Immigration Crime Attorneys
Experienced Representation in Immigration Violations and Criminal Offenses by Non-Citizens
In addition to a jail term, fines and other criminal penalties, a non-citizen who is convicted of a crime may face the devastating prospect of deportation or removal from the United States. It is for this reason that Legal Permanent Residents, visa-holders and illegal aliens should carefully consider the immigration consequences of a criminal conviction by way of a plea agreement.
The Grand Rapids immigration crime attorneys at Springstead Bartish & Borgula Law, P.L.L.C. have years of experience defending non-citizens and, with the consent of our clients, will consult with immigration attorneys about the impact of a conviction on your immigration status. At Springstead Bartish & Borgula Law, we carefully consider how your criminal charges may impact your legal status in the United States.
Crimes Involving “Moral Turpitude”
A non-citizen who is convicted of committing a crime involving “moral turpitude” within five years of the date of any entry into the United States, and who was sentenced to or served at least one year in jail, may be subject to deportation. In addition, a non-citizen who is convicted of two or more crimes involving moral turpitude at any point after entry into the country, regardless of the sentence, may be deportable. Even some misdemeanors can trigger the harsh consequence of deportation proceedings under this latter category.
The statutory definition of crimes involving moral turpitude is vague, but generally includes:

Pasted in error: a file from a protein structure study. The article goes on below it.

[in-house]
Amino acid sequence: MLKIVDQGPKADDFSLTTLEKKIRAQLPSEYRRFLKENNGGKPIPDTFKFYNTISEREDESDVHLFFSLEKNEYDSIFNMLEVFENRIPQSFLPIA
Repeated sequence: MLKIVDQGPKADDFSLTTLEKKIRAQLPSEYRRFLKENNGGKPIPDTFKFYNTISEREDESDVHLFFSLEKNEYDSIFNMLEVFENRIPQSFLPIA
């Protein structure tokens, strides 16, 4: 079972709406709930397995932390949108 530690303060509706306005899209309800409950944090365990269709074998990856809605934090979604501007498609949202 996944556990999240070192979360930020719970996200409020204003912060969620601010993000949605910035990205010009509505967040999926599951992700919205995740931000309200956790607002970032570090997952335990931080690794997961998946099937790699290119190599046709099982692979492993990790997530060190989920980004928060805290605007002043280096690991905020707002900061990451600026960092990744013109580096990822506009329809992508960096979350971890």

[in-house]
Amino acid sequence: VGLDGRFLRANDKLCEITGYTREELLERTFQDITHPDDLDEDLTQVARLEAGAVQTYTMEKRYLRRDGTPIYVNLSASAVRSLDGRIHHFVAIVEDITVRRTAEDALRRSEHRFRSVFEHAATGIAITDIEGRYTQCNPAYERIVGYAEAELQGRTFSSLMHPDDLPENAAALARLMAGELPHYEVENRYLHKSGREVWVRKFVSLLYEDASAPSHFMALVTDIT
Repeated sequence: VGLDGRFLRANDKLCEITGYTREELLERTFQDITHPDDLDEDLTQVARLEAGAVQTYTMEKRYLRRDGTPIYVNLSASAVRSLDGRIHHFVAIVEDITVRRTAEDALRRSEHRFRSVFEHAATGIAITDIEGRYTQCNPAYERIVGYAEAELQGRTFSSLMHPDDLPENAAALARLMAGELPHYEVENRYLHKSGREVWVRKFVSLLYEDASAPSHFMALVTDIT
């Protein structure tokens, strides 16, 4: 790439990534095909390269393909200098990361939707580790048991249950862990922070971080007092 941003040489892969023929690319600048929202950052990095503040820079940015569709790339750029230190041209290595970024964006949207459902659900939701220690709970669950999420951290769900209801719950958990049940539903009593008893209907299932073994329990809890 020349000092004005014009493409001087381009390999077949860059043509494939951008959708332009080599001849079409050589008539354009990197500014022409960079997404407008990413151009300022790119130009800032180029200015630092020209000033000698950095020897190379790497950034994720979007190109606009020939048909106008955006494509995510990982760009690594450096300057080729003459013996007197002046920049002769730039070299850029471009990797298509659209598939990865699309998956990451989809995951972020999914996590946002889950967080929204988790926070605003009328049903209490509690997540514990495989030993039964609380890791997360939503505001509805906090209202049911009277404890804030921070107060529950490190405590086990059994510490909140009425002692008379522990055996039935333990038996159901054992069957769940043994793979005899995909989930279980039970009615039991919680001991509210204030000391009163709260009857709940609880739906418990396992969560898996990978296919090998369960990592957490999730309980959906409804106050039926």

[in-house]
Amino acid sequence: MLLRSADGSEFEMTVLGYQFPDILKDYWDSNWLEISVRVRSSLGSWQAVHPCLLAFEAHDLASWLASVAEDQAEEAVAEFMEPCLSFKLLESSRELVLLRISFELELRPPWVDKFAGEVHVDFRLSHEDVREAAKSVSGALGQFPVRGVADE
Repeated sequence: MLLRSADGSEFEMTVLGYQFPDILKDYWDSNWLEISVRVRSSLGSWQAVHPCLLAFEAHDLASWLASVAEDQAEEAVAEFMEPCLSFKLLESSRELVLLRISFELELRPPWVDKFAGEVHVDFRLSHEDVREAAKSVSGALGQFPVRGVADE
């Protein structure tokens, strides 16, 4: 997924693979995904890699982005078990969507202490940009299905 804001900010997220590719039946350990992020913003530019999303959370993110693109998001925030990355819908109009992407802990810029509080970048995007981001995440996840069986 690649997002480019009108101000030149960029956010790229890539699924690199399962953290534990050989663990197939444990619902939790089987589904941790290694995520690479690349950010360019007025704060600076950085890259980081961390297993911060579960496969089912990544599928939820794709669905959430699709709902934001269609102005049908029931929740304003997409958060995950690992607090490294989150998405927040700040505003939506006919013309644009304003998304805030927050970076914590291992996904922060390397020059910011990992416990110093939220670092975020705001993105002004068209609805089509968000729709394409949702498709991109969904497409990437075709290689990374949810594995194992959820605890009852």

- Crimes against the government — including bribery, counterfeiting, fraud, perjury and tax evasion
- Crimes against property — such as arson, blackmail, burglary, embezzlement, forgery, fraud, larceny, robbery and theft
- Crimes against people — for example, assault, bigamy, kidnapping, lewdness, manslaughter, murder, prostitution and rape
Aggravated Felony Charges
The Immigration and Nationality Act (INA) lists aggravated felonies for which a conviction can result in deportation, including:
Most drug offenses put aliens at risk of deportation. The U.S. government makes an exception if a non-citizen is convicted of a single charge of possession of less than 30 grams of marijuana intended for personal use.
Our Grand Rapids federal criminal lawyers keep your immediate and long-term repercussions in mind as we advocate for the best possible outcomes — in both the criminal justice system and the immigration agencies and courts.
Learn more from our Experienced Criminal Defense /Immigration Crime Lawyers
If you are a non-citizen charged with a crime or an immigration violation, call Springstead Bartish & Borgula Law, P.L.L.C.’s Grand Rapids office at (616) 458-5500 or our Fremont office at(231) 924-8700 or contact us online to schedule your free initial consultation.